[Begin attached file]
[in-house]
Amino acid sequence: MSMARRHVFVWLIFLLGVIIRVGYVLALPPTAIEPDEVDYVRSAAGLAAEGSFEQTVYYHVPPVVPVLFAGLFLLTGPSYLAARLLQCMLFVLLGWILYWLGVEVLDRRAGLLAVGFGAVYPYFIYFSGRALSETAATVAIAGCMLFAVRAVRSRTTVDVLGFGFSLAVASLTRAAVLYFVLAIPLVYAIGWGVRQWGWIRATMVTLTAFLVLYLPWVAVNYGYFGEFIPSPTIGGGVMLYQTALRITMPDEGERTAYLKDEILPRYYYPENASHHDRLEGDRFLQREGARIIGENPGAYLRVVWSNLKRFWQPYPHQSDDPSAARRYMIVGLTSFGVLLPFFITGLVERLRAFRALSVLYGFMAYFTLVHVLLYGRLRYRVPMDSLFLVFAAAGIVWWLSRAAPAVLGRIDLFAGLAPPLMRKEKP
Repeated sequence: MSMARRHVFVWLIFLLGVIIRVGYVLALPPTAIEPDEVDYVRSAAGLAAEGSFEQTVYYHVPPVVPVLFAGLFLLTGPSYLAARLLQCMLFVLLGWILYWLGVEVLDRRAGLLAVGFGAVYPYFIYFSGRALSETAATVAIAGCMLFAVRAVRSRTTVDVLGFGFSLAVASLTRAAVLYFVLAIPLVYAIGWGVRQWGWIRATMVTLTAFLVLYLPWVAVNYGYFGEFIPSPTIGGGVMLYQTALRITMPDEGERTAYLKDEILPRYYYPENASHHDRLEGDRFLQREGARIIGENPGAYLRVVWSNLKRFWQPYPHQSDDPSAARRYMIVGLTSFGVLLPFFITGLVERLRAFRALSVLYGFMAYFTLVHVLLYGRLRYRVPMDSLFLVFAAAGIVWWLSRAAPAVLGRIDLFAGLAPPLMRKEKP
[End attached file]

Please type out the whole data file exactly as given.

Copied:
[in-house]
Amino acid sequence: MSMARRHVFVWLIFLLGVIIRVGYVLALPPTAIEPDEVDYVRSAAGLAAEGSFEQTVYYHVPPVVPVLFAGLFLLTGPSYLAARLLQCMLFVLLGWILYWLGVEVLDRRAGLLAVGFGAVYPYFIYFSGRALSETAATVAIAGCMLFAVRAVRSRTTVDVLGFGFSLAVASLTRAAVLYFVLAIPLVYAIGWGVRQWGWIRATMVTLTAFLVLYLPWVAVNYGYFGEFIPSPTIGGGVMLYQTALRITMPDEGERTAYLKDEILPRYYYPENASHHDRLEGDRFLQREGARIIGENPGAYLRVVWSNLKRFWQPYPHQSDDPSAARRYMIVGLTSFGVLLPFFITGLVERLRAFRALSVLYGFMAYFTLVHVLLYGRLRYRVPMDSLFLVFAAAGIVWWLSRAAPAVLGRIDLFAGLAPPLMRKEKP
Repeated sequence: MSMARRHVFVWLIFLLGVIIRVGYVLALPPTAIEPDEVDYVRSAAGLAAEGSFEQTVYYHVPPVVPVLFAGLFLLTGPSYLAARLLQCMLFVLLGWILYWLGVEVLDRRAGLLAVGFGAVYPYFIYFSGRALSETAATVAIAGCMLFAVRAVRSRTTVDVLGFGFSLAVASLTRAAVLYFVLAIPLVYAIGWGVRQWGWIRATMVTLTAFLVLYLPWVAVNYGYFGEFIPSPTIGGGVMLYQTALRITMPDEGERTAYLKDEILPRYYYPENASHHDRLEGDRFLQREGARIIGENPGAYLRVVWSNLKRFWQPYPHQSDDPSAARRYMIVGLTSFGVLLPFFITGLVERLRAFRALSVLYGFMAYFTLVHVLLYGRLRYRVPMDSLFLVFAAAGIVWWLSRAAPAVLGRIDLFAGLAPPLMRKEKP